--
aem sends...

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I live alone too, and if I die from CO poisoning from a candle or Crock-Pot....then so be it. If I start living with a female again and I die from a curling iron...then so be it.
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wrote:

I knew a guy who was curled to death. He made a circle 24 inches in diameter. Had to be uncurled to fit in the coffin.
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wrote:.

LOL... Well, then they wouldn't have had a problem with the furnace flue in the first place. Would they?
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Well, if they want repeat customers and referrals, they take the 2 minutes to look at what's up there when they're up there. It's not like the deck and the windows which are easy to look at. It's almost never easy to get up on the roof (unless a window looks out on it), and the older people get the harder it gets. And a sloped roof gets riskier the older one is.
A report by a roofer, who doesn't stand to get money from a repair, can be even more helpful than a report from a mason or HVAC guy, who might possibly be finding work to do that need not be done. Of course a roofer who doesn't really know how to tell should say to the owner just what he knows, no more, no less, and how much he knows about chimney.

Yes people should be responsible, and when it comes to homes, if they're not responsible they're likely to pay for it.
But even responsible people, those who inspected their chimneys in some other way, might well be annoyed if the roofer was up there and didnt' report anything, especially if other roofers in the area do check things out, and for example, a friend tells the first guy how his roofer found safety problems with his chimney.
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wrote:

That is what home inspectors are for. Aside from that, a responsible homeowner will have CO detectors. Who are you going to blame about _not_ having CO detectors?
You don't wait for someone to tell you, the symptoms you have, are from CO poisioning. Sooner or later, people have to take on being a responsible homeowner, whether they like it or not. You can't keep pointing fingers, believing that excuses you from being responsible.
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at the time this occured CO detectors for homes werent available ..........
and the chimey sweep who I had fix it stated clearly it should of been fixed by the roofer
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Interesting take. Why would you call a chimney sweep, since you claim it's a roofer's job?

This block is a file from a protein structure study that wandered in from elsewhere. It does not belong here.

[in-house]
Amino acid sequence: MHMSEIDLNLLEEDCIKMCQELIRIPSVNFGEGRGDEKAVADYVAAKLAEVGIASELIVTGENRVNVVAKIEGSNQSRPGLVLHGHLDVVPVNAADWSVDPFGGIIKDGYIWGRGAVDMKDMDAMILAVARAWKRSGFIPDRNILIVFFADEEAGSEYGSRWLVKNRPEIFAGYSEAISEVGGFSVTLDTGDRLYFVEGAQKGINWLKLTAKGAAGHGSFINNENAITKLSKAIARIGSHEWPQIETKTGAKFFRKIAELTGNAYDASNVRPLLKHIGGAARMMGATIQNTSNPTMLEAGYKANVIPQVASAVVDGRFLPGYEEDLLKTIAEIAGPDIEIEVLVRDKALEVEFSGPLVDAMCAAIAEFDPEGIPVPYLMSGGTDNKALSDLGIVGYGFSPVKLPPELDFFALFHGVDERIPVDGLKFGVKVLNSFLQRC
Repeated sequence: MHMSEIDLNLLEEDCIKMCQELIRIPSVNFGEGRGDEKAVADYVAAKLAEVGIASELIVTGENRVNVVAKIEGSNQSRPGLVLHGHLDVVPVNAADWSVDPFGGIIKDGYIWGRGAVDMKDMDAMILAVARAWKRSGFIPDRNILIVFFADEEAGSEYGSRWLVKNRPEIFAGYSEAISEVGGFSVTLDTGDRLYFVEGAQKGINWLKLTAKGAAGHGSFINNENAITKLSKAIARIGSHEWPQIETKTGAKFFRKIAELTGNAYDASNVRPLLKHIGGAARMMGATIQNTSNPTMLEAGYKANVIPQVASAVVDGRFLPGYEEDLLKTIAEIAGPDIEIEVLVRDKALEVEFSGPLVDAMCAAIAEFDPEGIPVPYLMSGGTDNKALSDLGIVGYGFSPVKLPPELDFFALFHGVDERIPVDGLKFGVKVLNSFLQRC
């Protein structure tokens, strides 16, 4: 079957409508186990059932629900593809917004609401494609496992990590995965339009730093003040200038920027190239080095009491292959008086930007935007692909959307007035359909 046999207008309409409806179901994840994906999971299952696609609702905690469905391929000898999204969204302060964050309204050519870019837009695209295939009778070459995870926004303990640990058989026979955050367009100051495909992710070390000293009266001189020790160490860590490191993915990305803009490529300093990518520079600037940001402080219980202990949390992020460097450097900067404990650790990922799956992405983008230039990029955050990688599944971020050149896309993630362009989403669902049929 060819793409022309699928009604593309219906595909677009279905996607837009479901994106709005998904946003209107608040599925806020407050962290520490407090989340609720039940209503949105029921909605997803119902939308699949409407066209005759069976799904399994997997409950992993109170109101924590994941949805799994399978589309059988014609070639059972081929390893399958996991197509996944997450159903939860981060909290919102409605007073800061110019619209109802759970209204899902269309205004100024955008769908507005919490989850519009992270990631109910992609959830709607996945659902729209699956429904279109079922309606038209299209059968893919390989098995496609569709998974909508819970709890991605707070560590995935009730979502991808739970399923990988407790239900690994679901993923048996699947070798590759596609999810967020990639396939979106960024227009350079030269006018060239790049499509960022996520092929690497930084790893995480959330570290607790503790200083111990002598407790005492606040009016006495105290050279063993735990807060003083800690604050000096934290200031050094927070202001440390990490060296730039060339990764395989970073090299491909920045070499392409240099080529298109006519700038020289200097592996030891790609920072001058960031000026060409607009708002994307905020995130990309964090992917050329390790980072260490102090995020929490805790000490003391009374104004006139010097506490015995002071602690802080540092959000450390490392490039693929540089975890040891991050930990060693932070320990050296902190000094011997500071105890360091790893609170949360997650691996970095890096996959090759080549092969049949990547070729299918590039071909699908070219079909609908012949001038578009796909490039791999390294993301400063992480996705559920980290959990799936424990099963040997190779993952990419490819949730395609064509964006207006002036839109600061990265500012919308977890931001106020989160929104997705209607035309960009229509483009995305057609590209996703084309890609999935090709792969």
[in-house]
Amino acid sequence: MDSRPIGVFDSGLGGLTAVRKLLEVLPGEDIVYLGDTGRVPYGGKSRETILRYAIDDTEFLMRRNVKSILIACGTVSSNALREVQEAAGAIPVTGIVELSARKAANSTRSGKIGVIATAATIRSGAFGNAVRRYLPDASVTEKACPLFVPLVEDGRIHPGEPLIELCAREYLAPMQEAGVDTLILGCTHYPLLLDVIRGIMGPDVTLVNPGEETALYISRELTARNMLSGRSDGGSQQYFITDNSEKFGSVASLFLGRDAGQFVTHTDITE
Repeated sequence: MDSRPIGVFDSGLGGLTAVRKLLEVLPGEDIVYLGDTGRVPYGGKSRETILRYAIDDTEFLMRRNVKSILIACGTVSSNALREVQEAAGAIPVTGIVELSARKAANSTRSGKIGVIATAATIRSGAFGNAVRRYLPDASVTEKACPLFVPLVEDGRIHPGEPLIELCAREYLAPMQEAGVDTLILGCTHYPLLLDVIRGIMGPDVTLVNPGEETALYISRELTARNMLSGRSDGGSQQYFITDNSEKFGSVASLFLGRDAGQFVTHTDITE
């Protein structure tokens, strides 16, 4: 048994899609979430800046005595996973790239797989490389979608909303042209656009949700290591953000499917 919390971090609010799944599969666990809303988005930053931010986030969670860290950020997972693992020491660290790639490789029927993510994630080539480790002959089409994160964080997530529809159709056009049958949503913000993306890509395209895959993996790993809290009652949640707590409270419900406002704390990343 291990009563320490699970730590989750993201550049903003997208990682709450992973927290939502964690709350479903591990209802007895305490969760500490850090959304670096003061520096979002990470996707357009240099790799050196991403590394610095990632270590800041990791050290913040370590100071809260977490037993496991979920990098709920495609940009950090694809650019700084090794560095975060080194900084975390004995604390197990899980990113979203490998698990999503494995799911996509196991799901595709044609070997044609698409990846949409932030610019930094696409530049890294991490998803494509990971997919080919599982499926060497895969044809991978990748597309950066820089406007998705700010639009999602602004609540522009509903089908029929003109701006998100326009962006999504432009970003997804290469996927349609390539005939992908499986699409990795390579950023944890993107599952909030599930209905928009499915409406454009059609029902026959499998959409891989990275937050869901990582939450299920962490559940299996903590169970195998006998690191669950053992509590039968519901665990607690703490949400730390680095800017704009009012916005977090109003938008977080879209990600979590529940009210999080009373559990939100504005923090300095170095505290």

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And I don't put much stock in home inspectors either. Several friends of mine ARE home inspectors - and nothing against them, but I know of others that can make a mountain out of a molehill, and then turn around and miss Mount Everest.

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Huh? Things deteriorate over time. How often is a homeowner going to hire a home inspector to inspect the whole home, when almost nothing has changed. Or do they have a special rate for things on the roof?
At any rate, how often do you hire a home inspector? The guy is ON the roof already. At the very least, if he knows nothing, he could look at the chimney and say it if is crumbling. Or that the cap is half=way off, if he can't tell it's missing when it's totally missing.

There can be a lot of deterioration before it actually causes CO. Or there could be nothing wrong yet except the missing cap. If the roofer wants his business to grow, he should spend a 2 or 4 hours and find out how to inspect a chimney, etc. That will either set him apart from the average roofer and get him much approval if he notices something important, or if other roofers already know, he won't be looking worse than they anymore.

I don't look for people to blame. That's your theory about other people.

In this case someone had symptoms. In other cases, there is a visible problem on the roof but no symptoms inside the house.

No one is doing that.

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Molly Brown wrote:

Thanks for thinking of us, but up here in cold country, almost nobody has recessed lights (heat leaks unless you get the expensive kind or build a box around them), and furnaces are in the frigging basement where they belong.
--
aem sends...

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wrote:

well you still have to check it when you put in a new basement floor.